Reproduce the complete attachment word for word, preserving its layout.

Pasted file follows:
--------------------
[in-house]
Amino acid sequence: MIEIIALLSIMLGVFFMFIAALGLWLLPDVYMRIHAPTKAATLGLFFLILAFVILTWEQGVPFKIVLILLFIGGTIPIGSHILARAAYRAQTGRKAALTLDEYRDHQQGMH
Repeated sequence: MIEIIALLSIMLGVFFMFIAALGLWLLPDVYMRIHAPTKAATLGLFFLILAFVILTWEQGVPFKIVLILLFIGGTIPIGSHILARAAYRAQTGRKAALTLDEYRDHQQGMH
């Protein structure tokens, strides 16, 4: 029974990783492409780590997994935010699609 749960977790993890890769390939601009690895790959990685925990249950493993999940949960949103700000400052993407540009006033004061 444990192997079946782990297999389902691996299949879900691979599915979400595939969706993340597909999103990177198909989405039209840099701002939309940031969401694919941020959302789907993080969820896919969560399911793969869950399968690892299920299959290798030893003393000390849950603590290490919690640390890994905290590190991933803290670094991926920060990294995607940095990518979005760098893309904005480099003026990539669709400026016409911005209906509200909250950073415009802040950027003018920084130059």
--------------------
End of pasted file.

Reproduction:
[in-house]
Amino acid sequence: MIEIIALLSIMLGVFFMFIAALGLWLLPDVYMRIHAPTKAATLGLFFLILAFVILTWEQGVPFKIVLILLFIGGTIPIGSHILARAAYRAQTGRKAALTLDEYRDHQQGMH
Repeated sequence: MIEIIALLSIMLGVFFMFIAALGLWLLPDVYMRIHAPTKAATLGLFFLILAFVILTWEQGVPFKIVLILLFIGGTIPIGSHILARAAYRAQTGRKAALTLDEYRDHQQGMH
């Protein structure tokens, strides 16, 4: 029974990783492409780590997994935010699609 749960977790993890890769390939601009690895790959990685925990249950493993999940949960949103700000400052993407540009006033004061 444990192997079946782990297999389902691996299949879900691979599915979400595939969706993340597909999103990177198909989405039209840099701002939309940031969401694919941020959302789907993080969820896919969560399911793969869950399968690892299920299959290798030893003393000390849950603590290490919690640390890994905290590190991933803290670094991926920060990294995607940095990518979005760098893309904005480099003026990539669709400026016409911005209906509200909250950073415009802040950027003018920084130059």